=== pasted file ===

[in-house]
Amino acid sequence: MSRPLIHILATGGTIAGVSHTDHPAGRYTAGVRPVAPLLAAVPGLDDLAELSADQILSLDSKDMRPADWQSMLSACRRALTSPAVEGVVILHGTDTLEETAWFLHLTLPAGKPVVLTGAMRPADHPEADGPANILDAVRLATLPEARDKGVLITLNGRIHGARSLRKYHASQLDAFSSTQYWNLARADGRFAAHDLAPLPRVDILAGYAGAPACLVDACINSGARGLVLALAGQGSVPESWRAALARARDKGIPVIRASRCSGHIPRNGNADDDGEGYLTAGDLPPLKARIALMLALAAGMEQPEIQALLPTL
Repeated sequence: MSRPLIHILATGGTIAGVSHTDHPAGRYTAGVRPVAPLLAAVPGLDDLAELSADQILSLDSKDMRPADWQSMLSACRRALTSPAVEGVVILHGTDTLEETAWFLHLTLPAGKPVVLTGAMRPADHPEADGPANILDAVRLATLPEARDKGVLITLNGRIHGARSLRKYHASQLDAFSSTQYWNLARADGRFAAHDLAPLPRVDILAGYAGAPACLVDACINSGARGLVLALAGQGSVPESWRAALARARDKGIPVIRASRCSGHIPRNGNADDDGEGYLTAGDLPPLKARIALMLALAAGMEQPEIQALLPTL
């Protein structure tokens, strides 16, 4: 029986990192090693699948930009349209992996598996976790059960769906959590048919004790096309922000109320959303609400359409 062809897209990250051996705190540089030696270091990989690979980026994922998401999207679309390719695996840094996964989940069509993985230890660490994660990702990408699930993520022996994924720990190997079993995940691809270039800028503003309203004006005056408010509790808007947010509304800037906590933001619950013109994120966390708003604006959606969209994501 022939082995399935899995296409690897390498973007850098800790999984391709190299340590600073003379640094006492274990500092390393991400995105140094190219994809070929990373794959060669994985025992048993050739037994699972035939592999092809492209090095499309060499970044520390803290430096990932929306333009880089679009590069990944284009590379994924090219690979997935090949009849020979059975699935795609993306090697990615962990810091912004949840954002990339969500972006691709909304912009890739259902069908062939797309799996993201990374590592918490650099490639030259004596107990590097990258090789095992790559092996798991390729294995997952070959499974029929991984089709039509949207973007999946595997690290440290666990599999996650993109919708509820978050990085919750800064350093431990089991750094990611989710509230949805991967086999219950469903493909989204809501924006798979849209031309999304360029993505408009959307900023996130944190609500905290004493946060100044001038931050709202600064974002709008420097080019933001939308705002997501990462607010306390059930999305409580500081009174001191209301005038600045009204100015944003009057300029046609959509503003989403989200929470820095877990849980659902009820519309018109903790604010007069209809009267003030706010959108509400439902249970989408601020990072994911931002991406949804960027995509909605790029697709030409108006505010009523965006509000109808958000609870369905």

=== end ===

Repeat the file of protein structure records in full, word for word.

[in-house]
Amino acid sequence: MSRPLIHILATGGTIAGVSHTDHPAGRYTAGVRPVAPLLAAVPGLDDLAELSADQILSLDSKDMRPADWQSMLSACRRALTSPAVEGVVILHGTDTLEETAWFLHLTLPAGKPVVLTGAMRPADHPEADGPANILDAVRLATLPEARDKGVLITLNGRIHGARSLRKYHASQLDAFSSTQYWNLARADGRFAAHDLAPLPRVDILAGYAGAPACLVDACINSGARGLVLALAGQGSVPESWRAALARARDKGIPVIRASRCSGHIPRNGNADDDGEGYLTAGDLPPLKARIALMLALAAGMEQPEIQALLPTL
Repeated sequence: MSRPLIHILATGGTIAGVSHTDHPAGRYTAGVRPVAPLLAAVPGLDDLAELSADQILSLDSKDMRPADWQSMLSACRRALTSPAVEGVVILHGTDTLEETAWFLHLTLPAGKPVVLTGAMRPADHPEADGPANILDAVRLATLPEARDKGVLITLNGRIHGARSLRKYHASQLDAFSSTQYWNLARADGRFAAHDLAPLPRVDILAGYAGAPACLVDACINSGARGLVLALAGQGSVPESWRAALARARDKGIPVIRASRCSGHIPRNGNADDDGEGYLTAGDLPPLKARIALMLALAAGMEQPEIQALLPTL
């Protein structure tokens, strides 16, 4: 029986990192090693699948930009349209992996598996976790059960769906959590048919004790096309922000109320959303609400359409 062809897209990250051996705190540089030696270091990989690979980026994922998401999207679309390719695996840094996964989940069509993985230890660490994660990702990408699930993520022996994924720990190997079993995940691809270039800028503003309203004006005056408010509790808007947010509304800037906590933001619950013109994120966390708003604006959606969209994501 022939082995399935899995296409690897390498973007850098800790999984391709190299340590600073003379640094006492274990500092390393991400995105140094190219994809070929990373794959060669994985025992048993050739037994699972035939592999092809492209090095499309060499970044520390803290430096990932929306333009880089679009590069990944284009590379994924090219690979997935090949009849020979059975699935795609993306090697990615962990810091912004949840954002990339969500972006691709909304912009890739259902069908062939797309799996993201990374590592918490650099490639030259004596107990590097990258090789095992790559092996798991390729294995997952070959499974029929991984089709039509949207973007999946595997690290440290666990599999996650993109919708509820978050990085919750800064350093431990089991750094990611989710509230949805991967086999219950469903493909989204809501924006798979849209031309999304360029993505408009959307900023996130944190609500905290004493946060100044001038931050709202600064974002709008420097080019933001939308705002997501990462607010306390059930999305409580500081009174001191209301005038600045009204100015944003009057300029046609959509503003989403989200929470820095877990849980659902009820519309018109903790604010007069209809009267003030706010959108509400439902249970989408601020990072994911931002991406949804960027995509909605790029697709030409108006505010009523965006509000109808958000609870369905």